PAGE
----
Figure 1: Determination of extracolumn volume by a plot of Ïobs2 vs. tR2 for the data of Table I.
When are Extracolumn Effects Important?
As we saw previously, the 150 mm x 4.6 mm and larger columns packed with 5 μm or larger particles are not negatively impacted by extracolumn effects if we use reasonable care. However, the results change markedly when conditions are changed that result in narrower peak widths. This is illustrated with the data of Table II and partial chromatograms of Figure 2 when 50-mm-long columns were packed with 3-μm packing material. The first peak in each chromatogram of Figure 2 hask = 1 and the third peak is k=5; the retention of peaks 2 and 4 were adjusted for baseline resolution, Rs = 1.5, in the absence of extracolumn effects (Figure 2a). It can be seen that σec = 10 μL of extracolumn band broadening does not affect the separation on the 4.6-mm i.d. column (Figure 2b) — this is because the peaks are still fairly broad. When the column diameter is decreased, the peak volume will decrease with the inverse square of the diameter change. So a change from 4.6 mm to 2.1 mm gives (2.1/4.6)2 ≈ 0.2, or 1/5 the peak width (note that the flow was adjusted in each case for equal linear velocity). If σcol is reduced fivefold and σec remains the same, the extracolumn effects will have a much larger influence on the total bandwidth. This is confirmed with Figure 2c and the corresponding data of Table II showing a loss of 30% in resolution for the first peak. The second peak still has a loss of only 5% in resolution, which likely would go unnoticed in with real samples. The 1.0-mm i.d. column drops the peak width another fivefold and the results are devastating for all peaks in the chromatogram (Figure 2d). In fact, peaks 1 and 2 have merged into a single peak.
Table II: Influence of Ïec = 10 Î¼L on separations on 50-mm-long columns containing 3-Î¼m packing material.
These data serve to illustrate a basic tenant of extracolumn effects: as long as the peak volumes are relatively large, extracolumn effects will be minimal. There are two primary factors contributing to σcol, the column volume and the particle size. Table II and Figure 2 illustrate the influence of the column diameter. Similarly, column length influences peak volume, so longer columns are less susceptible to problems than their shorter counterparts. The particle size also is important. Data similar to those of Table II demonstrate that for a 4.6-mm column, the loss in resolution for the first peak is small for 5 μm particles (1% loss), as it is with 3-μm particles (2% loss, Table II), or even 2-μm particles (3% loss). However, the combination of narrower columns and smaller particles can be a real problem. For example, a 2.1-mm column (other conditions as in Table II) packed with 5-μm particles show 20% loss in resolution, 3-μm particles lose 30% (Table II), and 2-μm particles lose 40% of the resolution.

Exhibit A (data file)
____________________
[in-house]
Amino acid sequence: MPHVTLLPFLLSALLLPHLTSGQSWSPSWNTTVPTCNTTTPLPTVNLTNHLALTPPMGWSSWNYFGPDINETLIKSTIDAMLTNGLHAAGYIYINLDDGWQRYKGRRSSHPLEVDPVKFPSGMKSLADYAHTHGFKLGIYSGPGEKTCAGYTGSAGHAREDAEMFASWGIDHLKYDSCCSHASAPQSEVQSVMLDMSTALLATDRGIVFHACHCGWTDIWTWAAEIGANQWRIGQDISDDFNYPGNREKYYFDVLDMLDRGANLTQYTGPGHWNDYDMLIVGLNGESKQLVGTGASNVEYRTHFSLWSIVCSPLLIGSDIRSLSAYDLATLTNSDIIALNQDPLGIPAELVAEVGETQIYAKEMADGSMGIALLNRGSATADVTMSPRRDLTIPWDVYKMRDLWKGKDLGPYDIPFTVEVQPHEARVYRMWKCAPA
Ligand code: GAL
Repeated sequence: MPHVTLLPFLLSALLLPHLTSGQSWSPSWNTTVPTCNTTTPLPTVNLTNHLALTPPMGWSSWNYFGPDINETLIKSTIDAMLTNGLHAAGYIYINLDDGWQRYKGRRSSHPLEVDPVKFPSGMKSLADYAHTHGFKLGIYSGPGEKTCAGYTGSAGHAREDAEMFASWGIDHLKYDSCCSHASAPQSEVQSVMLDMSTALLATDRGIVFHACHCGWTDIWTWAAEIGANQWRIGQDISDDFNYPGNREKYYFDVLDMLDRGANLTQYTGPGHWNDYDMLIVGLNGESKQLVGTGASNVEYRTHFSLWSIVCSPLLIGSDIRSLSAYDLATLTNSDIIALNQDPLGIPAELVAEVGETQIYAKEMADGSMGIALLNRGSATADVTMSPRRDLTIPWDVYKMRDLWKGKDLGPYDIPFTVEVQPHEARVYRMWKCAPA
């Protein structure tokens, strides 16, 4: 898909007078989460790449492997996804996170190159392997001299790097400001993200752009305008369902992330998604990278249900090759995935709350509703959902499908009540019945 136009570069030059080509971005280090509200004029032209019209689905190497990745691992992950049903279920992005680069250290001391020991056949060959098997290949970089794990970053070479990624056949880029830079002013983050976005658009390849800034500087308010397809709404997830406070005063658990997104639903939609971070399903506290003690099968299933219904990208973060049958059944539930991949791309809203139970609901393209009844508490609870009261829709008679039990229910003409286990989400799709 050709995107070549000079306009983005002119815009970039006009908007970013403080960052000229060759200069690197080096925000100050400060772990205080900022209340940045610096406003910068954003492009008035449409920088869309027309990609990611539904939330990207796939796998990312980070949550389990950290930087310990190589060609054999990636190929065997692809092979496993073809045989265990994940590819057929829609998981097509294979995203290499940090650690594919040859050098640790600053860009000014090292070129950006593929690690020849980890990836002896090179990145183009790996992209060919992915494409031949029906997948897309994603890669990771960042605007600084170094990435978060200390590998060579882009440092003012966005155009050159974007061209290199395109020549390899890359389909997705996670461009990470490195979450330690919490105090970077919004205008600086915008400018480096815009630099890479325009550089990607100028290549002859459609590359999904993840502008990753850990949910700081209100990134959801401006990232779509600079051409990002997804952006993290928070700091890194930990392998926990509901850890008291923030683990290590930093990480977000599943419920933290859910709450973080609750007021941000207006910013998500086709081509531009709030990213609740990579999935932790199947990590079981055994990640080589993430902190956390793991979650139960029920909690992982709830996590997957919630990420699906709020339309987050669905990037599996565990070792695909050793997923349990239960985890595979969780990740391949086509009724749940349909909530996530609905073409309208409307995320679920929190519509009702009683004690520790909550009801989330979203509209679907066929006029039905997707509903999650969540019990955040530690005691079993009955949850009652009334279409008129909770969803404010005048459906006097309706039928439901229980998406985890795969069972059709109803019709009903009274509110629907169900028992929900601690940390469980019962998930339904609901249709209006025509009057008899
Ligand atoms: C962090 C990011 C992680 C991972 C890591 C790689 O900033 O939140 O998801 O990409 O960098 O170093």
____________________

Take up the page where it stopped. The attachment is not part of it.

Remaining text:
Figure 2: Influence of Ï = 10 Î¼l extracolumn volume on resolution for 50-mm-long columns packed with 3-Î¼m diameter packing. (a) Ideal case, no extracolumn volume; (b) 4.6-mm i.d. column; (c) 2.1-mm i.d. column; (d) 1.0-mm i.d. column. Data of Table II; see text for discussion.
The Bottom Line
So are we stuck using 150 mm x 4.6 mm columns with 3- or 5-μm particles unless we buy a special low-volume system? Fortunately, the answer is no. You can use 3-μm and even 2-μm particles with reasonable performance in 50-mm-long columns as long as you stay with 4.6-mm i.d. columns. Also, if you develop the methods so that there is a little excess resolution, your method won't suffer too much if you lose 25% of the potential separation you could obtain from an ideal system. This is the strategy used with LC-mass spectrometry (MS) methods which use 50 mm x 2.1 mm columns and 3-μm diameter packings. Yes, the broader peaks will mean that sensitivity will suffer a bit relative to a system that generates narrower (and, thus, taller) peaks. The use of sub-3-μm particles will result in more system pressure, but nearly all of the normal LC equipment is designed to operate up to 6000 psi (400 bar), even though we tend to use it more in the 2000-3000 psi range for most applications.
I encourage you to use the technique of equation 5 and Figure 1 to determine the extracolumn band broadening of your LC system (remember to use the same units throughout). Then you can decide if you need to try to reduce the extracolumn volume. For example, if the example of Figure 1 showed σec > ≈ 25 μL, I would see if I could reduce this by using shorter runs of smaller-diameter connecting tubing, making sure all the fittings were properly assembled, and determining if a smaller detector time constant or faster data collection rate would improve the results.
John W. Dolan "LC Troubleshooting" Editor John W. Dolan is Vice-President of LC Resources, Walnut Creek, California; and a member of LCGC's editorial advisory board. Direct correspondence about this column to "LC Troubleshooting," LCGC, Woodbridge Corporate Plaza, 485 Route 1 South, Building F, First Floor, Iselin, NJ 08830, e-mail John.Dolan@LCResources.com.